Symposium: MMN as a translational biomarker of psychosis: from bench-to-bedside-to-real-world community settings
Thursday, Sep 10, 2015
Hörsaal 3

MMN as a highly sensitive measure of subtle changes in NMDAR-mediated glutamate transmission in mice

Steven Siegel

Psychiatry, University of Pennsylvania, Philadelphia, United States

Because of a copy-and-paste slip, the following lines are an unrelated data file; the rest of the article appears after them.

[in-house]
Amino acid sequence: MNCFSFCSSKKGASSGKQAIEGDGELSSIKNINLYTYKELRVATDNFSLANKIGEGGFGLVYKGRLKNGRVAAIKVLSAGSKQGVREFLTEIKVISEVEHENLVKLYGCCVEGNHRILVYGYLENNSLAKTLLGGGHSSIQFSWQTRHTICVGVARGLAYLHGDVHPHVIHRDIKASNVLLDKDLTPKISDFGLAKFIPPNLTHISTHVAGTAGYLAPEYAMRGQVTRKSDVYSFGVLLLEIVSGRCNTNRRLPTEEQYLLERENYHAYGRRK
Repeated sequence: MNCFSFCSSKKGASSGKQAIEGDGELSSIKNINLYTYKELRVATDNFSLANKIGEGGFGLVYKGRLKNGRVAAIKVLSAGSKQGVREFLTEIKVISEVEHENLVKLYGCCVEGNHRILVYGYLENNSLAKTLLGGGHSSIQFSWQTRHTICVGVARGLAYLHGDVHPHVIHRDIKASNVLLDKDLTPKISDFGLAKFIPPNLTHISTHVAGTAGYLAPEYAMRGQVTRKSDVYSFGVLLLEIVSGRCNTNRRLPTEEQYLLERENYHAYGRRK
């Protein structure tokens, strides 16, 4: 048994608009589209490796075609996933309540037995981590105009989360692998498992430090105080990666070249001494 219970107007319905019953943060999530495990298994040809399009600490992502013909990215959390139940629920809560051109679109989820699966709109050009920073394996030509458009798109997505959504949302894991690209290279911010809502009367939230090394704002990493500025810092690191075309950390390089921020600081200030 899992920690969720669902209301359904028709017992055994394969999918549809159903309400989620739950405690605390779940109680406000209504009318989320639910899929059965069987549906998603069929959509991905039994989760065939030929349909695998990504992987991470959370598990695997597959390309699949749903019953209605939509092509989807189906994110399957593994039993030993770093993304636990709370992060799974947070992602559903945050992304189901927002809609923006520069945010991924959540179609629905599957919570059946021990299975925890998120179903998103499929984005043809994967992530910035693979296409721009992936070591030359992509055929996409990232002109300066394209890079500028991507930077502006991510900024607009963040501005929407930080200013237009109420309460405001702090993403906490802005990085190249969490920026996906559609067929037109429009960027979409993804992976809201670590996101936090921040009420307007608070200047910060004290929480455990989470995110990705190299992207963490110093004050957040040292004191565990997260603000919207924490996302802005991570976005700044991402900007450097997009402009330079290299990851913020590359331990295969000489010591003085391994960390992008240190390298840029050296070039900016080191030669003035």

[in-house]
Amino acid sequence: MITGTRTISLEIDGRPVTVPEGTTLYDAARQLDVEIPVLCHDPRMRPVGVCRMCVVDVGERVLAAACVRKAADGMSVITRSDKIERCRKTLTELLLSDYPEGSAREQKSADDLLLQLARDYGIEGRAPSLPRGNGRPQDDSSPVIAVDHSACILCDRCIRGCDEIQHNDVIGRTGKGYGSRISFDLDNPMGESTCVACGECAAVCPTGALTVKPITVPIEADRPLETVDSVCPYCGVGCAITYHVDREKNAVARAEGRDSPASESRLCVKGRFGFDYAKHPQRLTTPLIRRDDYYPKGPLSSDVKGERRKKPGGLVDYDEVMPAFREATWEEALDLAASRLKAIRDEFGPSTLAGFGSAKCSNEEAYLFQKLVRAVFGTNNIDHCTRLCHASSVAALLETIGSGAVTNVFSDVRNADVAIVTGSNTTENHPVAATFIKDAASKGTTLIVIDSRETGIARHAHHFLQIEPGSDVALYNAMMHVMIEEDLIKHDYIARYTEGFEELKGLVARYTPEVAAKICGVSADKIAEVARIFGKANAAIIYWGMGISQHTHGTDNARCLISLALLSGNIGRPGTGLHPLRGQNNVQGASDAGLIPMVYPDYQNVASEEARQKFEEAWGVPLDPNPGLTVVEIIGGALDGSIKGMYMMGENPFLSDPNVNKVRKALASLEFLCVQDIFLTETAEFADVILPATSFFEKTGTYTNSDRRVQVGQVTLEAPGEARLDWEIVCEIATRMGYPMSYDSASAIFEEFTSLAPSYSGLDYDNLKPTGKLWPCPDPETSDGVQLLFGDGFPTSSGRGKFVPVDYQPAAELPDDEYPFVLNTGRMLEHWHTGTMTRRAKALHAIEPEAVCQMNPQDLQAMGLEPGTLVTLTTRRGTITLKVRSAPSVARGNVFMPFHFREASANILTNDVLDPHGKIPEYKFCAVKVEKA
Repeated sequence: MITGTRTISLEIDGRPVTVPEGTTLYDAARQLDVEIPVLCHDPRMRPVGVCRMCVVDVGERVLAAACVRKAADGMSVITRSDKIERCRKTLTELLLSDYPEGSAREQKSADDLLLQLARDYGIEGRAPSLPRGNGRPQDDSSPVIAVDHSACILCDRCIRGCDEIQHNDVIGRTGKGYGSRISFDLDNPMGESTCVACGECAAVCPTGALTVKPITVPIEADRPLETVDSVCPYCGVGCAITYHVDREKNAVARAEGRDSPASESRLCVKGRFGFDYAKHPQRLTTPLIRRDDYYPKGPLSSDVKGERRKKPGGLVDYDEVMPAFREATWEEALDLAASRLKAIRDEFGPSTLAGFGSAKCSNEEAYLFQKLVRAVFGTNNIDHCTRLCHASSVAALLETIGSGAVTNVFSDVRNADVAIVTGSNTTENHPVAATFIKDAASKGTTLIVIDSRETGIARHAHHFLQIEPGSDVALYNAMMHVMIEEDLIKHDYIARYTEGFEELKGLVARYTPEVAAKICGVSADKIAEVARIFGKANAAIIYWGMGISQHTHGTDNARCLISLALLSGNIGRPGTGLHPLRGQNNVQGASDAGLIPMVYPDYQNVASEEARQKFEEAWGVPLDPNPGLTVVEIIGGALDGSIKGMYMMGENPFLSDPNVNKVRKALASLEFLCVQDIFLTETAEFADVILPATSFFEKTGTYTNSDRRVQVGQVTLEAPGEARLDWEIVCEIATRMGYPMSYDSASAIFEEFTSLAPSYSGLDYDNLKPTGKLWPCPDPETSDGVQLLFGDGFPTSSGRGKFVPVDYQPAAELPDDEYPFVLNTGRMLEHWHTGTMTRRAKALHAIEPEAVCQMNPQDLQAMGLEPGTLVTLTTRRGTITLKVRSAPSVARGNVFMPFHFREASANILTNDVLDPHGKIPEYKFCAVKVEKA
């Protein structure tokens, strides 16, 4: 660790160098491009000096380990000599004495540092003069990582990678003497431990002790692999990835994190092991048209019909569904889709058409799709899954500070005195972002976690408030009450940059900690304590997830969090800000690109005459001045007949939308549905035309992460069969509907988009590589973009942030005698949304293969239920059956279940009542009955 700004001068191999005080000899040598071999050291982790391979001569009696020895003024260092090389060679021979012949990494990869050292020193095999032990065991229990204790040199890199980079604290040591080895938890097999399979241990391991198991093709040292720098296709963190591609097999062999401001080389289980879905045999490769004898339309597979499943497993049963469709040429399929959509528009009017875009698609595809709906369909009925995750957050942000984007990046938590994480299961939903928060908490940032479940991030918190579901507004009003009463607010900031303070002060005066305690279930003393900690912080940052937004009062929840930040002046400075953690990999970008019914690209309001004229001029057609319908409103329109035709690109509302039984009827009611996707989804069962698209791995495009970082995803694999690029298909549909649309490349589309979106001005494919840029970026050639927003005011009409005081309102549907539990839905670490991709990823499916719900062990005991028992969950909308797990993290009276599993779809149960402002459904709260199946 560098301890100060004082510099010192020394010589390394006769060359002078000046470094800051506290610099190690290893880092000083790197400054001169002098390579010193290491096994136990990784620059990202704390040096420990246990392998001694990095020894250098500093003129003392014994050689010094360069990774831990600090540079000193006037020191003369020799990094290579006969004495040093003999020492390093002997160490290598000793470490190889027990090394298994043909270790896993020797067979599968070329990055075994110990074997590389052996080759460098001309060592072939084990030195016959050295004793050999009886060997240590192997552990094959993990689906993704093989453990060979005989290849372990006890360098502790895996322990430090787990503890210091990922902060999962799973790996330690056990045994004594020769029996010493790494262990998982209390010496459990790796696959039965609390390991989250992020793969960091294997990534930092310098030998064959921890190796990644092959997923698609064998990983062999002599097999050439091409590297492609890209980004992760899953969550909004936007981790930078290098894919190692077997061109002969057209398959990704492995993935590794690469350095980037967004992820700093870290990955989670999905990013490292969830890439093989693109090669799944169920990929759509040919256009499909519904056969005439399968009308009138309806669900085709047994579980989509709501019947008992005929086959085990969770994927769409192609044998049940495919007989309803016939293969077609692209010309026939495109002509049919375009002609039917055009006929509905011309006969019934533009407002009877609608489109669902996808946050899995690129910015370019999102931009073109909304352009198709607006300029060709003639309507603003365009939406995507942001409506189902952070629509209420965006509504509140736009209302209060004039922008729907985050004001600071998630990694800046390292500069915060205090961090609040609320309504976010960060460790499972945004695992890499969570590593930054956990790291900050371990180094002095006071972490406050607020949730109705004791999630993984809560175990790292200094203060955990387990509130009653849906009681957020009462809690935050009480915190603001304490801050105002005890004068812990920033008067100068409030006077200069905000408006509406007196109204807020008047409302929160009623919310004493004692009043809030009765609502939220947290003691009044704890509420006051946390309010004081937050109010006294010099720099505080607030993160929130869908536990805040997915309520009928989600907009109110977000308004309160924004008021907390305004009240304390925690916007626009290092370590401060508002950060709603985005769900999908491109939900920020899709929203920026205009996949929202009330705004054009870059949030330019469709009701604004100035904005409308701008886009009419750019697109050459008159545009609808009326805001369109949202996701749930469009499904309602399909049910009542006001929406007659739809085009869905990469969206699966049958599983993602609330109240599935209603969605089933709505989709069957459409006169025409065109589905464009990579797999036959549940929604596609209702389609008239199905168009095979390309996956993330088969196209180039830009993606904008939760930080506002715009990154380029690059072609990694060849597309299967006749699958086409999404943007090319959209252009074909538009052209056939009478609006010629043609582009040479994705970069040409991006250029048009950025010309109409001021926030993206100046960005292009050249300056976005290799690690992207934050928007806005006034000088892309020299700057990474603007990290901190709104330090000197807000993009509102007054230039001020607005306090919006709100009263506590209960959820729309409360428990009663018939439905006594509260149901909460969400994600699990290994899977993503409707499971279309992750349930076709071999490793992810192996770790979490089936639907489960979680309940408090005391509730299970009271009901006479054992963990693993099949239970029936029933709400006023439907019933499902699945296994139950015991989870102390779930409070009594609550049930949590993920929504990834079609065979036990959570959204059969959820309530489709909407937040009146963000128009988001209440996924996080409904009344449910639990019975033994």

Reductions in glutamate function are an important contributory factor in schizophrenia. However, there is a paucity of animal models characterized by developmental reductions in glutamate function. Pharmacological models using NMDA antagonists have been widely used but these typically produce only transient changes in behavior and brain function. Likewise, mice with homozygous constitutive reductions in glutamate receptor expression show stable brain and behavioral changes, but many of these phenotypes are more severe than the human disease. This presentation describes a variety of schizophrenia-related EEG measures in mice with a heterozygous alteration of the NMDA receptor NR1 subunit gene (NR1). NR1+/- mice showed a 30% reduction in NR1 expression and were reared after weaning in either group or isolated conditions. Outcomes include the response to paired white noise stimuli, escalating inter-stimulus intervals (ISI) and deviance-related mismatch negativity (MMN). In contrast to (NR1-/-) mice and mice treated with NMDA antagonists, (NR1+/-) mice showed no change on obligatory Event Related Potentials (ERPs) including the murine P50 and N100 equivalents, or measures of baseline or evoked gamma power. Alternatively, (NR1+/-) mice showed a marked reduction in MMN . Data suggest that EEG response to deviant, rather than static, stimuli may be more sensitive for detecting subtle changes in glutamate function. Deficits in these heterozygous NR1 knockdown mice are consistent with data demonstrating MMN deficits among family members of schizophrenia patients and among prodromal patients. Therefore, the current study suggests that (NR1+/-) mice may be among the most sensitive models for increased vulnerability to schizophrenia.